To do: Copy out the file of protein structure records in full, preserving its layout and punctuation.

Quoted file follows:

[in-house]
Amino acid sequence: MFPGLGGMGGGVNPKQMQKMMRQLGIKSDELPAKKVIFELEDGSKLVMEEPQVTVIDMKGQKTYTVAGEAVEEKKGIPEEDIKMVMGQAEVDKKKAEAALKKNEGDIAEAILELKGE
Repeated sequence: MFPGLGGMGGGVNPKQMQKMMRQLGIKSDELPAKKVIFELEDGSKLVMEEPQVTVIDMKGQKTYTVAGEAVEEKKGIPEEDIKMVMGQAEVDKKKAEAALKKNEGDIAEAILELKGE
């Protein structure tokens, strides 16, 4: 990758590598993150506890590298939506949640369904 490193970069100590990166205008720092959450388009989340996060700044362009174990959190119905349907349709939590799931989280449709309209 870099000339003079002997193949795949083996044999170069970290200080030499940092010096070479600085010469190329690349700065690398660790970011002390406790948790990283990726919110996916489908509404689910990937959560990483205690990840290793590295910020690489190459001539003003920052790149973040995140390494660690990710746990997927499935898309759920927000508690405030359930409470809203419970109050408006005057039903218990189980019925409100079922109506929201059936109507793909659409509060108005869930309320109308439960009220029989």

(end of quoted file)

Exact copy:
[in-house]
Amino acid sequence: MFPGLGGMGGGVNPKQMQKMMRQLGIKSDELPAKKVIFELEDGSKLVMEEPQVTVIDMKGQKTYTVAGEAVEEKKGIPEEDIKMVMGQAEVDKKKAEAALKKNEGDIAEAILELKGE
Repeated sequence: MFPGLGGMGGGVNPKQMQKMMRQLGIKSDELPAKKVIFELEDGSKLVMEEPQVTVIDMKGQKTYTVAGEAVEEKKGIPEEDIKMVMGQAEVDKKKAEAALKKNEGDIAEAILELKGE
């Protein structure tokens, strides 16, 4: 990758590598993150506890590298939506949640369904 490193970069100590990166205008720092959450388009989340996060700044362009174990959190119905349907349709939590799931989280449709309209 870099000339003079002997193949795949083996044999170069970290200080030499940092010096070479600085010469190329690349700065690398660790970011002390406790948790990283990726919110996916489908509404689910990937959560990483205690990840290793590295910020690489190459001539003003920052790149973040995140390494660690990710746990997927499935898309759920927000508690405030359930409470809203419970109050408006005057039903218990189980019925409100079922109506929201059936109507793909659409509060108005869930309320109308439960009220029989």